There are many theories about galaxy formation.
Most of the theories contain the basic notion that there must have been gravitational seeds, regions that had more mass, and, hence, more gravity, than everything around them.
Those seeds evolved into the galaxies of today.
Early discussions of the big bang theory included the idea that all matter initially expanded in a uniform, smooth manner because nothing existed to interrupt its journey.
Scientists have since theorized that before subatomic particles combined to form hydrogen and helium, the first two elements, particles may have clumped together, that there were in fact variations in the distribution of matter.
These clumps of the most basic particles would have had more mass and hence more gravity than non-clumping particles.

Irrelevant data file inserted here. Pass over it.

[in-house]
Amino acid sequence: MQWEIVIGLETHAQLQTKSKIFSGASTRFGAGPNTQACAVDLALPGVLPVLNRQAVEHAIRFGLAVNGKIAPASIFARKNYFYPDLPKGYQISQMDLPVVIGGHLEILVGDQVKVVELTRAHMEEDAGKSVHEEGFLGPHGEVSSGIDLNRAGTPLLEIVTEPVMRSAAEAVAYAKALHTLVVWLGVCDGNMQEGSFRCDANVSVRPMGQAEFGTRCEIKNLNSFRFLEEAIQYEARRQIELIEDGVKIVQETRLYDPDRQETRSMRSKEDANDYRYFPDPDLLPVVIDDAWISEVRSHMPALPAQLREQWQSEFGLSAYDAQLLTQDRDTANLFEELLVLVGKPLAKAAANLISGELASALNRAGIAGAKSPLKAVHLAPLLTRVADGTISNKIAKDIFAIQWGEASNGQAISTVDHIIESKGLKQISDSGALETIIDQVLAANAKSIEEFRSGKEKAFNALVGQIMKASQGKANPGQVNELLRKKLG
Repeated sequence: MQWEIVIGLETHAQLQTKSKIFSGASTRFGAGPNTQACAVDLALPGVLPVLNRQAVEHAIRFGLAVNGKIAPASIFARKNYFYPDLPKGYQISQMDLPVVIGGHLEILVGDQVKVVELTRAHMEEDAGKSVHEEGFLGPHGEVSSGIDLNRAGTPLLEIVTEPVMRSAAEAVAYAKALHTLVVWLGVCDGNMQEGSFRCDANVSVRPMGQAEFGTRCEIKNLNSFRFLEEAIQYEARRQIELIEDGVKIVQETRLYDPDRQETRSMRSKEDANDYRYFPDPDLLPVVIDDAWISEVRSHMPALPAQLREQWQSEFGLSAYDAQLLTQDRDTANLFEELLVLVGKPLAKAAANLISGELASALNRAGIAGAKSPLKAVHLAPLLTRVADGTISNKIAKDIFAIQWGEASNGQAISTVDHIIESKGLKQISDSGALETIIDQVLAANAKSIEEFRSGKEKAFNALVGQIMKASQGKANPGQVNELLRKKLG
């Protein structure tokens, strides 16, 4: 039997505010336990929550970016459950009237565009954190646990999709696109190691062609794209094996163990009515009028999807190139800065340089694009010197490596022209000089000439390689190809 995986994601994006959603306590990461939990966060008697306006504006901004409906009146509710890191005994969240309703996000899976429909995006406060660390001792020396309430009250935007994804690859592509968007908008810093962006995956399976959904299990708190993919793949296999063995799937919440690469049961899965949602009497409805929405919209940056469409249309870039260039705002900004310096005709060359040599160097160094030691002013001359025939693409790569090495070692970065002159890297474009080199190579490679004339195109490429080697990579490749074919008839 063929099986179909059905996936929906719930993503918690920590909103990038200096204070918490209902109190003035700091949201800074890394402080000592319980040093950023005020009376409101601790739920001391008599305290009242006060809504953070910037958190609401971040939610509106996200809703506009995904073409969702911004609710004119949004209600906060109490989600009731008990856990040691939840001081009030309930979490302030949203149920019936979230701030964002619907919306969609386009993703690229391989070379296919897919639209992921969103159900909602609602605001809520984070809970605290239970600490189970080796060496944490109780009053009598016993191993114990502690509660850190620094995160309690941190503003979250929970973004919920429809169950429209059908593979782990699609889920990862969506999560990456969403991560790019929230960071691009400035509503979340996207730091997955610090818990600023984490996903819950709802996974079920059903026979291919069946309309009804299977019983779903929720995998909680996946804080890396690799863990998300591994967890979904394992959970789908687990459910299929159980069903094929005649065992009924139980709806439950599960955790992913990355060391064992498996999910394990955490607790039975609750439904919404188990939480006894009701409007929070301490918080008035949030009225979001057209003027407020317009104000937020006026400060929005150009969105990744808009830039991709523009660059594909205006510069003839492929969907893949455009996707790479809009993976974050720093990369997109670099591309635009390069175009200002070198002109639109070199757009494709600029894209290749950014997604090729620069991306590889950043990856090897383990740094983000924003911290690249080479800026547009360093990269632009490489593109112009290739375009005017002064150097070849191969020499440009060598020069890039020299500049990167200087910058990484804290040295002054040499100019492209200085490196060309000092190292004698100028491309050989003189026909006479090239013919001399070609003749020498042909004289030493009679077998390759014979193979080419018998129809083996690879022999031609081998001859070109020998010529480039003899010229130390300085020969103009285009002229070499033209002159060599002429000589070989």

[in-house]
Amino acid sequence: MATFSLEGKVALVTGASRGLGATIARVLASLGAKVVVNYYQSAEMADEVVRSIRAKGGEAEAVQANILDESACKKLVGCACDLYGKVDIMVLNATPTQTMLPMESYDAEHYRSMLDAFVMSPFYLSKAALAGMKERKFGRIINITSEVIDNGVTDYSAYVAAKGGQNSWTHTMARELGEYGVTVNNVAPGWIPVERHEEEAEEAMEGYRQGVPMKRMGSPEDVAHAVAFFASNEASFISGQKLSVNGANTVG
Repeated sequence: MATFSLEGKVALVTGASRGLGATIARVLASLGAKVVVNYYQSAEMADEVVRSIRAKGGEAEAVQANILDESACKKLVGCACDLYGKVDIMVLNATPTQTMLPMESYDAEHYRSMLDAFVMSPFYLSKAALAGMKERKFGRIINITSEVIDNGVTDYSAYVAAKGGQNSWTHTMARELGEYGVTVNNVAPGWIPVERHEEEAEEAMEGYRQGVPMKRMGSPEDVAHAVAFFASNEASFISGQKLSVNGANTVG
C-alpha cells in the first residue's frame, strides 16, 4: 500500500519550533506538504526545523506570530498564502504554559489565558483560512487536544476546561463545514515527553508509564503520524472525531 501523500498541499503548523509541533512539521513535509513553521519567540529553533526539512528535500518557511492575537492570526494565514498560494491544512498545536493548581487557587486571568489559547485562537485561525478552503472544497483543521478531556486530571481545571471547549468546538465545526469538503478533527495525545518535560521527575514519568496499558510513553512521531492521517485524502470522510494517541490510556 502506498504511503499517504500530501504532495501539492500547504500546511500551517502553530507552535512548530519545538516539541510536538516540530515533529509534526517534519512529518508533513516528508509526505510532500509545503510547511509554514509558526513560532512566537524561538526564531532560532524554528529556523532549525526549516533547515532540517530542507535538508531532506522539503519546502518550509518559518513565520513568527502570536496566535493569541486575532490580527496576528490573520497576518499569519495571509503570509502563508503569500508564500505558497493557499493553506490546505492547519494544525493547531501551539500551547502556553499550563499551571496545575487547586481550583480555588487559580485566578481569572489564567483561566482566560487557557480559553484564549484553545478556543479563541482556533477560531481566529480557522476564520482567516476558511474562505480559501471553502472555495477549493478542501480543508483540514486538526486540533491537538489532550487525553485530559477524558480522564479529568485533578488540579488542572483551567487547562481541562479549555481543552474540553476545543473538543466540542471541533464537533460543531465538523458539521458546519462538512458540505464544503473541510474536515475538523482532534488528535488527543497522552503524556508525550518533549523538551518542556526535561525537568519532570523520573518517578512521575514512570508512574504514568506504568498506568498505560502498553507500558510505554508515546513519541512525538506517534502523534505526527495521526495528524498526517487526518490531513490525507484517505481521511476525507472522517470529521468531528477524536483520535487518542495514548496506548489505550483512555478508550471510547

They would have attracted more and more matter, eventually creating stars.
The stars’ gravity would attract other stars, forming galaxies.
Another interesting theory postulates that at the beginning of the big bang, there existed energy fluctuations called cosmic strings.
These fluctuations would be similar in nature to the energy transition of water to ice. Water and ice have the same atomic structure, but represent different forms of energy.
The cosmic strings would disrupt the otherwise uniform energy of the big bang.
Just as the clumps mentioned above could act as seeds for galaxies, so could the cosmic strings.
The word galaxy comes from the Greek term for our own galaxy, “galaxias”, or kyklos galaktikos, meaning “milky circle” for its appearance in the sky.
In Greek mythology, Hera sprays the night sky with her milk, producing the faint band of light known as the Milky Way.